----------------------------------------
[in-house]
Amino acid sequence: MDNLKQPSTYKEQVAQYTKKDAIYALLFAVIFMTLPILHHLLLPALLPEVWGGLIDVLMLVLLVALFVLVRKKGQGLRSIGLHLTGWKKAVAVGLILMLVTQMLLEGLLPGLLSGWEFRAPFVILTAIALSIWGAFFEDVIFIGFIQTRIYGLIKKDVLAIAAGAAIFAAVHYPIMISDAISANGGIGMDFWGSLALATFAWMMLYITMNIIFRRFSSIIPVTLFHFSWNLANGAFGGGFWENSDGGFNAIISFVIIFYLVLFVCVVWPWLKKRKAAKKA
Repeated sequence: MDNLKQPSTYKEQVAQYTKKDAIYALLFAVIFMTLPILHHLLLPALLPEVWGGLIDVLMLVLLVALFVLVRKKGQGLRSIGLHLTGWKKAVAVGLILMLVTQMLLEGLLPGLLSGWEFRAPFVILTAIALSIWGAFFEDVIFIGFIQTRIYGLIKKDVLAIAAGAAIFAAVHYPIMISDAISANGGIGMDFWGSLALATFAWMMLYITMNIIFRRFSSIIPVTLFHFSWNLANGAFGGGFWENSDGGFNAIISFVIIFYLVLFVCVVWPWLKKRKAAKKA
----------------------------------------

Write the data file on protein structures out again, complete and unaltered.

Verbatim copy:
[in-house]
Amino acid sequence: MDNLKQPSTYKEQVAQYTKKDAIYALLFAVIFMTLPILHHLLLPALLPEVWGGLIDVLMLVLLVALFVLVRKKGQGLRSIGLHLTGWKKAVAVGLILMLVTQMLLEGLLPGLLSGWEFRAPFVILTAIALSIWGAFFEDVIFIGFIQTRIYGLIKKDVLAIAAGAAIFAAVHYPIMISDAISANGGIGMDFWGSLALATFAWMMLYITMNIIFRRFSSIIPVTLFHFSWNLANGAFGGGFWENSDGGFNAIISFVIIFYLVLFVCVVWPWLKKRKAAKKA
Repeated sequence: MDNLKQPSTYKEQVAQYTKKDAIYALLFAVIFMTLPILHHLLLPALLPEVWGGLIDVLMLVLLVALFVLVRKKGQGLRSIGLHLTGWKKAVAVGLILMLVTQMLLEGLLPGLLSGWEFRAPFVILTAIALSIWGAFFEDVIFIGFIQTRIYGLIKKDVLAIAAGAAIFAAVHYPIMISDAISANGGIGMDFWGSLALATFAWMMLYITMNIIFRRFSSIIPVTLFHFSWNLANGAFGGGFWENSDGGFNAIISFVIIFYLVLFVCVVWPWLKKRKAAKKA